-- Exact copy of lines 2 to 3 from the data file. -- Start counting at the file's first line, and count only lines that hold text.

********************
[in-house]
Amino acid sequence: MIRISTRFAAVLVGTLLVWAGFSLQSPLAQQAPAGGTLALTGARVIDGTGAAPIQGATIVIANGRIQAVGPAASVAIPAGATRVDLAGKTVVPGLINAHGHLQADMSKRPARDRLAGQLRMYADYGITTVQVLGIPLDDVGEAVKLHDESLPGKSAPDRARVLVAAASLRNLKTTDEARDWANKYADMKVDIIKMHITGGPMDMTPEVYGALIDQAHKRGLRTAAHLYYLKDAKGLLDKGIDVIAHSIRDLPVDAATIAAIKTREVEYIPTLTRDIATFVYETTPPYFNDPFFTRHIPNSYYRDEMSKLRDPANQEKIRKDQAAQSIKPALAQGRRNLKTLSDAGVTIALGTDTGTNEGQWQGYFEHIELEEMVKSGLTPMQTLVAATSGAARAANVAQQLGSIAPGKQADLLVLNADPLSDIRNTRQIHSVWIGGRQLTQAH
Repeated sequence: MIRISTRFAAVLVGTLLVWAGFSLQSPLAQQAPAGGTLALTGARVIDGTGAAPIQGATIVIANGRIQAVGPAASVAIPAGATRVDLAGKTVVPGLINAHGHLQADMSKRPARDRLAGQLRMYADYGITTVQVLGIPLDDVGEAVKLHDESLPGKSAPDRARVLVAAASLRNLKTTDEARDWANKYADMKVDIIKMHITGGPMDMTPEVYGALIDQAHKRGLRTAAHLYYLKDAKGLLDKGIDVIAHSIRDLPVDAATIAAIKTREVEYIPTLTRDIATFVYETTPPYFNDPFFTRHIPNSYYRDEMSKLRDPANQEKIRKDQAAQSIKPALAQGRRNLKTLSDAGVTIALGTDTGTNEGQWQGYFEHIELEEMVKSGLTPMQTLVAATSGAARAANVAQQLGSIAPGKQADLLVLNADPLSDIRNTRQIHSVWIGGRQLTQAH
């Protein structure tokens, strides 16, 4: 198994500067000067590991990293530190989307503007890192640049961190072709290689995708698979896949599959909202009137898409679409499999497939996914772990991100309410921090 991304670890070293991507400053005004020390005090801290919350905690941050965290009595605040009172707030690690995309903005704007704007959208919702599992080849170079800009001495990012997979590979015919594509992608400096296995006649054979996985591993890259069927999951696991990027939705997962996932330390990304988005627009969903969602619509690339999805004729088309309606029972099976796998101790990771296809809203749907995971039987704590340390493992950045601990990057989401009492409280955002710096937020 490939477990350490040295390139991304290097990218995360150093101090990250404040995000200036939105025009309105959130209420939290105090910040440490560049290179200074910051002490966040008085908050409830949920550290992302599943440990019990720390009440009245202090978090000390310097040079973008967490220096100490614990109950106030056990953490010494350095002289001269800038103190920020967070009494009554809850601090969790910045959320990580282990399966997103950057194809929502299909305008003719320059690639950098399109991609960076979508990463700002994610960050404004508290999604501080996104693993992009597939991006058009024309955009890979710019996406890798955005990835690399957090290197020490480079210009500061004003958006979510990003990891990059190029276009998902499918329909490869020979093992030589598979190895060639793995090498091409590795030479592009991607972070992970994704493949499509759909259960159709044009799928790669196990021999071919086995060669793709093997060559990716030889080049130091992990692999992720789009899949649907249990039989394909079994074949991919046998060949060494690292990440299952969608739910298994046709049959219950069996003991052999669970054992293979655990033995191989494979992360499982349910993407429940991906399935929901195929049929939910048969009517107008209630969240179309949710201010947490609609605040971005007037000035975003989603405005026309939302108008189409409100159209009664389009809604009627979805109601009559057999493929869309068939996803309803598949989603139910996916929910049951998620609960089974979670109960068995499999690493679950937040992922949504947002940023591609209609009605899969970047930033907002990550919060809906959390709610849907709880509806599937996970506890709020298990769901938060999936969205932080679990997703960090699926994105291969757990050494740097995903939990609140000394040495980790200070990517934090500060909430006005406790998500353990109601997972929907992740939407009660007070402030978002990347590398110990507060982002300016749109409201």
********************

Amino acid sequence: MIRISTRFAAVLVGTLLVWAGFSLQSPLAQQAPAGGTLALTGARVIDGTGAAPIQGATIVIANGRIQAVGPAASVAIPAGATRVDLAGKTVVPGLINAHGHLQADMSKRPARDRLAGQLRMYADYGITTVQVLGIPLDDVGEAVKLHDESLPGKSAPDRARVLVAAASLRNLKTTDEARDWANKYADMKVDIIKMHITGGPMDMTPEVYGALIDQAHKRGLRTAAHLYYLKDAKGLLDKGIDVIAHSIRDLPVDAATIAAIKTREVEYIPTLTRDIATFVYETTPPYFNDPFFTRHIPNSYYRDEMSKLRDPANQEKIRKDQAAQSIKPALAQGRRNLKTLSDAGVTIALGTDTGTNEGQWQGYFEHIELEEMVKSGLTPMQTLVAATSGAARAANVAQQLGSIAPGKQADLLVLNADPLSDIRNTRQIHSVWIGGRQLTQAH
Repeated sequence: MIRISTRFAAVLVGTLLVWAGFSLQSPLAQQAPAGGTLALTGARVIDGTGAAPIQGATIVIANGRIQAVGPAASVAIPAGATRVDLAGKTVVPGLINAHGHLQADMSKRPARDRLAGQLRMYADYGITTVQVLGIPLDDVGEAVKLHDESLPGKSAPDRARVLVAAASLRNLKTTDEARDWANKYADMKVDIIKMHITGGPMDMTPEVYGALIDQAHKRGLRTAAHLYYLKDAKGLLDKGIDVIAHSIRDLPVDAATIAAIKTREVEYIPTLTRDIATFVYETTPPYFNDPFFTRHIPNSYYRDEMSKLRDPANQEKIRKDQAAQSIKPALAQGRRNLKTLSDAGVTIALGTDTGTNEGQWQGYFEHIELEEMVKSGLTPMQTLVAATSGAARAANVAQQLGSIAPGKQADLLVLNADPLSDIRNTRQIHSVWIGGRQLTQAH